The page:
11 of 14 Billing the Value of Solar Tariff Customer Charge (per customer)$ Energy Charge (per total kWh use) $ Fuel Charge (per total kWh use) $ Other Charges $ Total Charges $ Value of Solar Credit (per solar kWh) ($) Total (net) Bill $ ‣ The solar customer is charged for all energy consumption as if the customer did not have a solar system. This ensures that utility cost of service is always covered, regardless of solar system performance. ‣ The solar customer is credited for all solar generation at the annually adjusted VOS rate, empirically derived, based on actual values. ‣ The customer pays any net charges, carries over net credits to the next month, for 1 year. ‣ All credits remaining at the end of the year are zeroed out. (tax issue) ‣ The utility accounts for the difference between the charges and the credits through the fuel factor.
12 of 14 Major Benefits of VOS Approach ‣ Reduces or eliminates class subsidies ‣ Eliminates need and justification for “stand-by” charges ‣ Explicitly charges for consumption; keeps utility whole on cost of service (some utility upside due to conservative calculation approach) ‣ Explicit incentive for efficiency ‣ Annual adjustment prevents over- or under- payment as utility costs change ‣ Better aligns with sound rate making principles ‣ Reduces simple payback; reduces pressure on incentives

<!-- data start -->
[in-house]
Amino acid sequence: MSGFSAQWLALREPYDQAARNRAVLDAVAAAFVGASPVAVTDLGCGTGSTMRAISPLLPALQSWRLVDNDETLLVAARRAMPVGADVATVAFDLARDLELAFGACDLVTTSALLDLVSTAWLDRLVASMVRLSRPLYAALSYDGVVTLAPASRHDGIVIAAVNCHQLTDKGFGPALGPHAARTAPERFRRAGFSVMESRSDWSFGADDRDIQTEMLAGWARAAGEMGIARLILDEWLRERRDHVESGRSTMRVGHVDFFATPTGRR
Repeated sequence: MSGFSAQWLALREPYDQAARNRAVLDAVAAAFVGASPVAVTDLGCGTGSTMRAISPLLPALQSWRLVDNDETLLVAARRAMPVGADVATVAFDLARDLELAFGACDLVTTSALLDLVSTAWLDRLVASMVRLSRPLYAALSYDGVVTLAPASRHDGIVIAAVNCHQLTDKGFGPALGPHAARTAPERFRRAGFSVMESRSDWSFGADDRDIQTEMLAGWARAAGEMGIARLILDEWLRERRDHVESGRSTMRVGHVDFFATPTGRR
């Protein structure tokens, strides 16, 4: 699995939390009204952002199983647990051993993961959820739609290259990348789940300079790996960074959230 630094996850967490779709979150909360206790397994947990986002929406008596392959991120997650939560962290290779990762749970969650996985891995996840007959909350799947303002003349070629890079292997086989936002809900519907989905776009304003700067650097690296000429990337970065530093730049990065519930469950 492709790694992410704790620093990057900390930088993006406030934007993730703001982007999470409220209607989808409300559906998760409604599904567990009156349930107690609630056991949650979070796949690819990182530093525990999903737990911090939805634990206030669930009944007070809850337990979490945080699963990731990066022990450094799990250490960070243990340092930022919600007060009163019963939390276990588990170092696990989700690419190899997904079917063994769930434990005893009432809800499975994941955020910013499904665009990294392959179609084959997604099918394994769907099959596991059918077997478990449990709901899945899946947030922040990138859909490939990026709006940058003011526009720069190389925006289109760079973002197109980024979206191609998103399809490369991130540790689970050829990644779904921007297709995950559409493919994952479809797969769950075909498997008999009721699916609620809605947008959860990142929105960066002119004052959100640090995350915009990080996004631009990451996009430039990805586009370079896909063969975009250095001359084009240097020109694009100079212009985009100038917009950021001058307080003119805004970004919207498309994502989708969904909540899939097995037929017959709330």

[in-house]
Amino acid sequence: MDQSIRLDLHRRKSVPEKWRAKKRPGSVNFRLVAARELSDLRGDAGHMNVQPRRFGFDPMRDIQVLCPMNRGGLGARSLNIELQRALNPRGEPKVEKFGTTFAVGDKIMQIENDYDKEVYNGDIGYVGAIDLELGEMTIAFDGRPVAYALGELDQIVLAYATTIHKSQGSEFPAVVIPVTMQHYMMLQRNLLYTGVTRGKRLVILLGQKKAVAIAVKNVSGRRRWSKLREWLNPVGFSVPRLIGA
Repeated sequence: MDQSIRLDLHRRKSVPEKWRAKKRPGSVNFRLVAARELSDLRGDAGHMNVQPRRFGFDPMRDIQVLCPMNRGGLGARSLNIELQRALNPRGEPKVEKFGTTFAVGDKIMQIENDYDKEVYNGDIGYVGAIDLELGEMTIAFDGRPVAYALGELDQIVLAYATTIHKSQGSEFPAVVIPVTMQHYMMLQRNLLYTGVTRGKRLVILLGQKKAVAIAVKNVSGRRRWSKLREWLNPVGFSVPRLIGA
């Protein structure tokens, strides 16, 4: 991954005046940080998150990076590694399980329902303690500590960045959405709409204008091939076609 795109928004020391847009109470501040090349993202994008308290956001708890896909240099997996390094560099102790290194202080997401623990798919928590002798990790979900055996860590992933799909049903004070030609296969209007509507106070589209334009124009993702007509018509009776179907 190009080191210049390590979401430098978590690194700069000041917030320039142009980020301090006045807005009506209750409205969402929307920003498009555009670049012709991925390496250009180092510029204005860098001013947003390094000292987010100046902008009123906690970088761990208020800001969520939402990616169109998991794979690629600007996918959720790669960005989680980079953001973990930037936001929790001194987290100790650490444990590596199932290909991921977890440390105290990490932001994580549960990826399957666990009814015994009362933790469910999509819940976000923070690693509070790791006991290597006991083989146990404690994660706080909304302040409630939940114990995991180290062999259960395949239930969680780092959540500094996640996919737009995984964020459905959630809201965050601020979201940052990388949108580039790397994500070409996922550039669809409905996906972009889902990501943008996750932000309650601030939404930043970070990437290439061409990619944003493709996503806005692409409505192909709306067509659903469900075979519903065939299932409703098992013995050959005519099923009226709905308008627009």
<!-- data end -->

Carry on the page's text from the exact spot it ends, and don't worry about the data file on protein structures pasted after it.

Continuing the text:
13 of 14 Beyond Value of Solar ‣ Value of Storage - Stationary, and soon, the electric vehicle kind (operating in V-to-Grid settings) ‣ Value of Smarts - smart inverters, home, local grids, substations and feeders ‣ Value of Security - smart, self-healing, storm- resistant, secure grids and micro grids ‣ Value of Savings - customer or utility controlled curtail-able and shape-able loads interacting in dynamic curtailment markets
14 of 14 Handouts: Solar Rate Design Options Benefits Comparison Thanks! Karl R. Rábago firstname.lastname@example.org +1.512.968.7543